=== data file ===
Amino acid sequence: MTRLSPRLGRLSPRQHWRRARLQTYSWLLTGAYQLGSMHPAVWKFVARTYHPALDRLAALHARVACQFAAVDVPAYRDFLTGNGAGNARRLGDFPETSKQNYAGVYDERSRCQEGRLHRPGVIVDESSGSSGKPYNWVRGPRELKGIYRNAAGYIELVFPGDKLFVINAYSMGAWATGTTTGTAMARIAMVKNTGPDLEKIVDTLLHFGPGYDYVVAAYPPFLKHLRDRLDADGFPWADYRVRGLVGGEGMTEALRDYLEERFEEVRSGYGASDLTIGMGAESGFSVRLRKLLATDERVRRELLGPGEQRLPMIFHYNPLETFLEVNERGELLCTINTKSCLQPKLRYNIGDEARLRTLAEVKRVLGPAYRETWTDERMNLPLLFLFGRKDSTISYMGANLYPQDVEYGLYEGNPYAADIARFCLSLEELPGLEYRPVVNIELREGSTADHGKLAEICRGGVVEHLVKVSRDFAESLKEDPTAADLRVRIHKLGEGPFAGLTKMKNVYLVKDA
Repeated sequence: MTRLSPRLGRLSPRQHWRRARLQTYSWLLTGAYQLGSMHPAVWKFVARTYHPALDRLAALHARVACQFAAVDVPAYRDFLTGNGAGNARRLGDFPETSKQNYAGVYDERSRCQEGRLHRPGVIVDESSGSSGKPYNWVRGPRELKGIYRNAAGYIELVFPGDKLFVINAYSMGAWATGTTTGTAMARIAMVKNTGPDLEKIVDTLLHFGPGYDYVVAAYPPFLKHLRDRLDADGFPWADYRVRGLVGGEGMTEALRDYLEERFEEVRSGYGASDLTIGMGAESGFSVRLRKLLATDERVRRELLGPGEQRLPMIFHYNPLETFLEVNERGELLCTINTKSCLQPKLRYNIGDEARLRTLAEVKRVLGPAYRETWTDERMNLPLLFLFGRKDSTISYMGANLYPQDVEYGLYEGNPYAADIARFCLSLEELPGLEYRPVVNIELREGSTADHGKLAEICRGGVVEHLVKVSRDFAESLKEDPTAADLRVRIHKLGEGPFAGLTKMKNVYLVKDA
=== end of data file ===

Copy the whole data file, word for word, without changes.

Amino acid sequence: MTRLSPRLGRLSPRQHWRRARLQTYSWLLTGAYQLGSMHPAVWKFVARTYHPALDRLAALHARVACQFAAVDVPAYRDFLTGNGAGNARRLGDFPETSKQNYAGVYDERSRCQEGRLHRPGVIVDESSGSSGKPYNWVRGPRELKGIYRNAAGYIELVFPGDKLFVINAYSMGAWATGTTTGTAMARIAMVKNTGPDLEKIVDTLLHFGPGYDYVVAAYPPFLKHLRDRLDADGFPWADYRVRGLVGGEGMTEALRDYLEERFEEVRSGYGASDLTIGMGAESGFSVRLRKLLATDERVRRELLGPGEQRLPMIFHYNPLETFLEVNERGELLCTINTKSCLQPKLRYNIGDEARLRTLAEVKRVLGPAYRETWTDERMNLPLLFLFGRKDSTISYMGANLYPQDVEYGLYEGNPYAADIARFCLSLEELPGLEYRPVVNIELREGSTADHGKLAEICRGGVVEHLVKVSRDFAESLKEDPTAADLRVRIHKLGEGPFAGLTKMKNVYLVKDA
Repeated sequence: MTRLSPRLGRLSPRQHWRRARLQTYSWLLTGAYQLGSMHPAVWKFVARTYHPALDRLAALHARVACQFAAVDVPAYRDFLTGNGAGNARRLGDFPETSKQNYAGVYDERSRCQEGRLHRPGVIVDESSGSSGKPYNWVRGPRELKGIYRNAAGYIELVFPGDKLFVINAYSMGAWATGTTTGTAMARIAMVKNTGPDLEKIVDTLLHFGPGYDYVVAAYPPFLKHLRDRLDADGFPWADYRVRGLVGGEGMTEALRDYLEERFEEVRSGYGASDLTIGMGAESGFSVRLRKLLATDERVRRELLGPGEQRLPMIFHYNPLETFLEVNERGELLCTINTKSCLQPKLRYNIGDEARLRTLAEVKRVLGPAYRETWTDERMNLPLLFLFGRKDSTISYMGANLYPQDVEYGLYEGNPYAADIARFCLSLEELPGLEYRPVVNIELREGSTADHGKLAEICRGGVVEHLVKVSRDFAESLKEDPTAADLRVRIHKLGEGPFAGLTKMKNVYLVKDA